Conditions have improved, too, says Tom Sehr, executive vice president of Metro in St. Louis. "More and more public organizations are recognizing that effective executives who can solve problems and measurably improve performance are valuable resources," he says. "Accordingly, CEO salaries in such public organizations — often those with the most difficult problems — have increased."

Other financial motivations
An important, and to some degree unique, quality of the public transit industry is the tendency for extensive career movement between geographical regions. It's not uncommon to see an agency chief leave a position in one part of the country to take a job in another part, often thousands of miles away. Financially, this ends up being a major advantage for transit executives, as a nationwide network offsets regional salary fluctuations and expands the job market.

"Because the recruitment pool for senior managers and some technical and professional positions is national, salaries are tied to national figures for these positions," says Mary Davis, president and CEO of Denver-based consulting firm McGlothin Davis Inc. "Hence in many cases, these professionals can command salaries comparable to peers in the private sector."

While obviously a huge compensation indicator, salaries are only one part of the story. Transit benefits, which include health and retirement plans, are another significant element.

McGlothin Davis, which provides organization development and human resource management to public transportation operators, has conducted extensive research into benefits and other means of compensation. Says Davis, "My research has revealed that benefits in transit are often comparable to other public sector agencies and in many cases superior to those in the private sector."

In fact, Stephanie Pinson, president of Gilbert Tweed Associates Inc., an executive recruiting company specializing in public transportation, says benefits are sometimes good enough to actually pull people from the private sector into transit positions. "I've been fortunate enough to move some people over to the transit side, and interestingly enough, it is not infrequently that they make the decision to move based upon some kind of benefits package or retirement package that is actually better — with less contributions from the individual and more from the agency — than they're finding in corporate America," she says.

Unfortunately, from a big picture perspective, benefits can also be a source of controversy. Always a bone of contention between labor unions and public agencies, the value of benefits packages has, according to some, skyrocketed.

Says Los Angeles-based transportation consultant Jim Seale, the value of benefits as a percentage of total compensation traditionally has fallen in the 35% to 40% range among transit agencies. Seale, who is a member of the citizens advisory council for Los Angeles County Metropolitan Transportation Authority, says benefits expenditures have gotten out of control in some agencies, with a benefit ratio approaching 65%. "That is really bad," he says.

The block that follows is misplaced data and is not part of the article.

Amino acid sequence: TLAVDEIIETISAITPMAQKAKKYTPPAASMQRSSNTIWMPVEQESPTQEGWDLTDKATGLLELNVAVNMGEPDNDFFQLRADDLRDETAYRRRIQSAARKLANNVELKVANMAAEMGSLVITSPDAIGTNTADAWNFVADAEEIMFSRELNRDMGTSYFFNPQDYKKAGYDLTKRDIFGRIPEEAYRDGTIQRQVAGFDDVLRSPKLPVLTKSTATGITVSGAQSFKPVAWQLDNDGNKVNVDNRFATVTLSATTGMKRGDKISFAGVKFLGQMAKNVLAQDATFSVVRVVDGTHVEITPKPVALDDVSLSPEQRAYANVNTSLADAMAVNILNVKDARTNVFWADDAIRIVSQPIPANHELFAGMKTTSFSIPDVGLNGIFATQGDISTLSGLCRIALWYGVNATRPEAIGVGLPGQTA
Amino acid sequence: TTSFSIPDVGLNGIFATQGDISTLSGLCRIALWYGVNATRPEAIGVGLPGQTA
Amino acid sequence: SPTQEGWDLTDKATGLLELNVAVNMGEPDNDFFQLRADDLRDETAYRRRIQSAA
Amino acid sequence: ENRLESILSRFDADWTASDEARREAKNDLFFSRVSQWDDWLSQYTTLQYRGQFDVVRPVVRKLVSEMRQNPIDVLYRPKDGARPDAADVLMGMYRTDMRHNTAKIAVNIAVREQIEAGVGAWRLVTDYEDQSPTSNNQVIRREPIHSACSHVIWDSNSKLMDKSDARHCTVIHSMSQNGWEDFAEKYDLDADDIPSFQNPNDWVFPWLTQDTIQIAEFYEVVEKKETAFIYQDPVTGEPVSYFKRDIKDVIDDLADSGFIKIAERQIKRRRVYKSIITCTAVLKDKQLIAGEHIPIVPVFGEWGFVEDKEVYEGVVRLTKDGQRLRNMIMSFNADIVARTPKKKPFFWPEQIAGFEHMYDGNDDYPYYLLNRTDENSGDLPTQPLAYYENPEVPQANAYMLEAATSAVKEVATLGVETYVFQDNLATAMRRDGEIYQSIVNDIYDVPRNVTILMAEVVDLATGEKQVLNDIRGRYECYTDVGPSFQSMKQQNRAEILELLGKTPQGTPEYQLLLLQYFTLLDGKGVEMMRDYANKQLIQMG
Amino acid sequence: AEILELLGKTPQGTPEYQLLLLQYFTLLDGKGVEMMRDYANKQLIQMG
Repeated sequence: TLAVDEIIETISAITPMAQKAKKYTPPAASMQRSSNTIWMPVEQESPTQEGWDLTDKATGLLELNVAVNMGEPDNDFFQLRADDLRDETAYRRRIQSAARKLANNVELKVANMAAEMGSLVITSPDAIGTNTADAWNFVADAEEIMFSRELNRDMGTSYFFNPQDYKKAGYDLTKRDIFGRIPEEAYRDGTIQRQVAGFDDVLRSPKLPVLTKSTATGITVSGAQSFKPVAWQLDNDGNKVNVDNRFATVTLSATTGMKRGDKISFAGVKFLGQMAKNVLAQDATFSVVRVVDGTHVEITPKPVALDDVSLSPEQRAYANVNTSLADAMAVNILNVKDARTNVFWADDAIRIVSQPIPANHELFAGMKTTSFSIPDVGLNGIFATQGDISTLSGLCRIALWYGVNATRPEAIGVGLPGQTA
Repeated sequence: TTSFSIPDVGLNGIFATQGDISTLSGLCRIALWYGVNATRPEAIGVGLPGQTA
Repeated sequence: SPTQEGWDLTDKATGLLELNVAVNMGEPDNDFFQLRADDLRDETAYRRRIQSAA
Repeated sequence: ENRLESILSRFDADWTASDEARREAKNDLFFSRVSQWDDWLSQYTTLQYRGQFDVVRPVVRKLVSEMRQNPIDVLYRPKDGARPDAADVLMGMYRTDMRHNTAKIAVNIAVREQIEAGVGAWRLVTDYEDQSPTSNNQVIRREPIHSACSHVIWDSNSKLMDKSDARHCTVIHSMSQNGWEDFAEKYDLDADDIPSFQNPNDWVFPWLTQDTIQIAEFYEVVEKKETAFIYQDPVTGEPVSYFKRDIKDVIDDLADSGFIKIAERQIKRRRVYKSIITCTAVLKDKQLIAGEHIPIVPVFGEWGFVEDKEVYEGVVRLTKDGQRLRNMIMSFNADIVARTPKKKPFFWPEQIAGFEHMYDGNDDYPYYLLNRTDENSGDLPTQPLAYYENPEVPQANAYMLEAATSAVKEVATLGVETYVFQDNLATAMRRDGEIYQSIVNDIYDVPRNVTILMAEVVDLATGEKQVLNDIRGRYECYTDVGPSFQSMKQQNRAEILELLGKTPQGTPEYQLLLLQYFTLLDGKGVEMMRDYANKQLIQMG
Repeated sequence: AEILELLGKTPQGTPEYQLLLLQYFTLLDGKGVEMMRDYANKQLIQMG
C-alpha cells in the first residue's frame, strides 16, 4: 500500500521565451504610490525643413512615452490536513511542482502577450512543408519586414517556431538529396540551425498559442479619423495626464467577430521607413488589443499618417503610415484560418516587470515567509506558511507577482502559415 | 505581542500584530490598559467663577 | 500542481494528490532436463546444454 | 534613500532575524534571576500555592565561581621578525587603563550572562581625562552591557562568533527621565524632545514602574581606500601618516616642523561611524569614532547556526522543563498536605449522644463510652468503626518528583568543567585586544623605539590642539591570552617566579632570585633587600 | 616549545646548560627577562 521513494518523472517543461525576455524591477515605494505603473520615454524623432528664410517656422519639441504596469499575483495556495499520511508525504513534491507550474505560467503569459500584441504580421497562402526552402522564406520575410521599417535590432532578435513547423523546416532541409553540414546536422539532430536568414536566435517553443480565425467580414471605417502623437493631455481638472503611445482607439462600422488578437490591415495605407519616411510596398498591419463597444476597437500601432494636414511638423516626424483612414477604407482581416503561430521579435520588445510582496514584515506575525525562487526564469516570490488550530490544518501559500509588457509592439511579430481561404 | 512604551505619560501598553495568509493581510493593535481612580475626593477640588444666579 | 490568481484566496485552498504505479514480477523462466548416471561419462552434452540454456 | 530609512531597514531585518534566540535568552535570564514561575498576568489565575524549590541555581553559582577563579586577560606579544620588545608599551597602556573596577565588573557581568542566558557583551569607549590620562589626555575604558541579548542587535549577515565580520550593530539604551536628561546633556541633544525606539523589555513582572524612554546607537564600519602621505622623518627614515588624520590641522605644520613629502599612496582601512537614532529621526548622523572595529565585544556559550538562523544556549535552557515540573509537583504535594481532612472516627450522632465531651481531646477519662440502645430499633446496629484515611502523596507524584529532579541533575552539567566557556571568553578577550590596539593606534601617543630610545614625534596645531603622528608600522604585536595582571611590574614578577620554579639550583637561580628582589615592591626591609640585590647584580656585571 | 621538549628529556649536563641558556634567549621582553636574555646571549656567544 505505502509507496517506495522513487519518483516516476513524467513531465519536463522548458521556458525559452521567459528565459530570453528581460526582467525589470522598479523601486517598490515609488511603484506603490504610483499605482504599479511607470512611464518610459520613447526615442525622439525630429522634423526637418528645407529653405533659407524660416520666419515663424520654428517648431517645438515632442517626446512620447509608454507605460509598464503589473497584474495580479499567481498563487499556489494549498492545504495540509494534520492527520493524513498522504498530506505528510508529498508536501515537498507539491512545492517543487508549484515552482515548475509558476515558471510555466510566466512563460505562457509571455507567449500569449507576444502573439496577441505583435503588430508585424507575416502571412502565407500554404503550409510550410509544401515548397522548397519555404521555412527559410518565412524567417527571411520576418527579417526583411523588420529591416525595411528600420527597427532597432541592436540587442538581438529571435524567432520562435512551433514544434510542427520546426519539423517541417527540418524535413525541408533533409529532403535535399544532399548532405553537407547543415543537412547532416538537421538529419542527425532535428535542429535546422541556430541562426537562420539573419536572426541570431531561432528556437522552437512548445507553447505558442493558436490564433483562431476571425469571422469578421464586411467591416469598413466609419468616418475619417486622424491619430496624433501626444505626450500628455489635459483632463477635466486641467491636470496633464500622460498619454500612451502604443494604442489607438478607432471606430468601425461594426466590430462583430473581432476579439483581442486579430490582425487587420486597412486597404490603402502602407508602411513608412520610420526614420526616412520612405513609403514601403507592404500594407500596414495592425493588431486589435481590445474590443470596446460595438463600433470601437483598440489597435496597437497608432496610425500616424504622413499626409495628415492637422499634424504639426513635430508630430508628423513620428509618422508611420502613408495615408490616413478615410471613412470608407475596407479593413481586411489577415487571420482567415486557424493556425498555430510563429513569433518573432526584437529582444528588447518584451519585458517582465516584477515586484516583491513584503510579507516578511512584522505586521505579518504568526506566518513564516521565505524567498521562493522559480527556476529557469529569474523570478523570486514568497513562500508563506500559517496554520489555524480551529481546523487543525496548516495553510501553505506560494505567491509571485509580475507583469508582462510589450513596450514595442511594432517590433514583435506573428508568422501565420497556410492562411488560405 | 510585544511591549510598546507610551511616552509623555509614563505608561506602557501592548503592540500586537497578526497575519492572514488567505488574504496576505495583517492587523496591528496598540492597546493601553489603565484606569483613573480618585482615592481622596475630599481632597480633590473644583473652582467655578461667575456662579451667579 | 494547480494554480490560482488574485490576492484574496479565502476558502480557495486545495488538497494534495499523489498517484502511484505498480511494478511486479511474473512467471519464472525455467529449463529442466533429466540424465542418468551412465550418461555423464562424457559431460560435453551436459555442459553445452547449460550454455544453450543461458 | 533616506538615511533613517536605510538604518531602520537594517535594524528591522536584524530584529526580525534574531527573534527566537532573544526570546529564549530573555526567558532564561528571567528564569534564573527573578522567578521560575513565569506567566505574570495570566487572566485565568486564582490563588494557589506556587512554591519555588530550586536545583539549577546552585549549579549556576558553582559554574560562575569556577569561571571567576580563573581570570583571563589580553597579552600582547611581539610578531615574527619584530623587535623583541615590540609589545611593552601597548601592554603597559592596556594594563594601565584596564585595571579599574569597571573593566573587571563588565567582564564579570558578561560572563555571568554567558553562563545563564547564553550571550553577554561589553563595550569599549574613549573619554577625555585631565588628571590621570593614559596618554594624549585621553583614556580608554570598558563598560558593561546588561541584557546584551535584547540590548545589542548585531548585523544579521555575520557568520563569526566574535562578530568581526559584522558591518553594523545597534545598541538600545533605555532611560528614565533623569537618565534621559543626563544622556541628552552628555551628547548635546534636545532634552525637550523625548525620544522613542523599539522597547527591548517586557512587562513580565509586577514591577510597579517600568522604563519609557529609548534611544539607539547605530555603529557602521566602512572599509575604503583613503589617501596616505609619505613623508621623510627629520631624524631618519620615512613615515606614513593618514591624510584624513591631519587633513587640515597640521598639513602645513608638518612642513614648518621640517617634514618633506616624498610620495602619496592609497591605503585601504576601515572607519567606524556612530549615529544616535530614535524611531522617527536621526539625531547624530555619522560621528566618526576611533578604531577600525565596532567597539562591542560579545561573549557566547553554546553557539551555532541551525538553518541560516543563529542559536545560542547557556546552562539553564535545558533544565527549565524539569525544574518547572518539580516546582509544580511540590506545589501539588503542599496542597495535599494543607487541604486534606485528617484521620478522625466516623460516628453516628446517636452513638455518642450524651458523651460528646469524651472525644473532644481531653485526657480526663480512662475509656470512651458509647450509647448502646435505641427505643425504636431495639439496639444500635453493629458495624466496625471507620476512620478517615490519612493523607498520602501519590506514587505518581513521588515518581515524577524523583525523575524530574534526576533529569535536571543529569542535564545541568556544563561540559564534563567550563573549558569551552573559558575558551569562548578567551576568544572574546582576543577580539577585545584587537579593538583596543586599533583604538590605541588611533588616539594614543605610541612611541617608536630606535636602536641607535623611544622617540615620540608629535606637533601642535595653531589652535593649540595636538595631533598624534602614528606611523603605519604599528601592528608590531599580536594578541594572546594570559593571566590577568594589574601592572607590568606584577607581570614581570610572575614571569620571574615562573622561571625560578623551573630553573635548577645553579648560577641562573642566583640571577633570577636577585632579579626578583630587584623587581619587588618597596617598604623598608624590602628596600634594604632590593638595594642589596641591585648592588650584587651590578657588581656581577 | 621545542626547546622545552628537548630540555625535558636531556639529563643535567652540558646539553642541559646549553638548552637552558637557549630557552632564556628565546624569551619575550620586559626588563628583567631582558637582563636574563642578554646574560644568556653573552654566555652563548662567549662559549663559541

The nature of the business
Other qualities play an important role in attracting and keeping executive-level talent, many of them inherently related to the transit industry.

For example, job security is a safer bet in transit than in most private businesses. "Layoffs and downsizing just don't happen in the transit world as much as in the corporate world," says Pinson. "Due to economic cycles, corporate America will go through phases during which they lay off a lot of talented people, and these people become available to transit agencies."

She says salaries aren't as important to these people because many of them have received large severance packages from their previous employers. Security is more important, and they can find it in transit, along with the added bonus of working in a socially significant environment.

Furthermore, many intellectual and creative minds are allured by the opportunity to solve the often difficult problems facing transit. "The transit industry is attracting the top talent because it is challenging work, making it very satisfying," says Joe Alexander, transit consultant with Washington Group International Inc.

BCRTA's Lakatos agrees. "There are so many dimensions of this business, it's amazing," she says. The daily challenges, which range from city planning to transporting people with disabilities, are appealing to professionals looking to resolve complicated dilemmas.

Agencies have taken notice, too. "The industry is filled with an aging population of workers," says Pinson. "So agencies are aware of the need for more, newer expertise." Also, as electronics, computers and other advanced technologies become more integrated with transit infrastructure, the need will increase for highly educated specialists in these areas. And with this expansion of transit infrastructure comes enormous potential for career advancement.

Alexander says there is a lot of upward movement in transit systems, especially from smaller agencies to larger ones. Career advancement opportunities are extended, he adds, by the potential for transit executives to become consultants after retirement.

The softer side of transit
The rewards of a career in transit come in many different packages — some harder to measure than others. Transit executives insist, however, that there is a powerful notion of community improvement and care for the public good that incentivizes working in transit.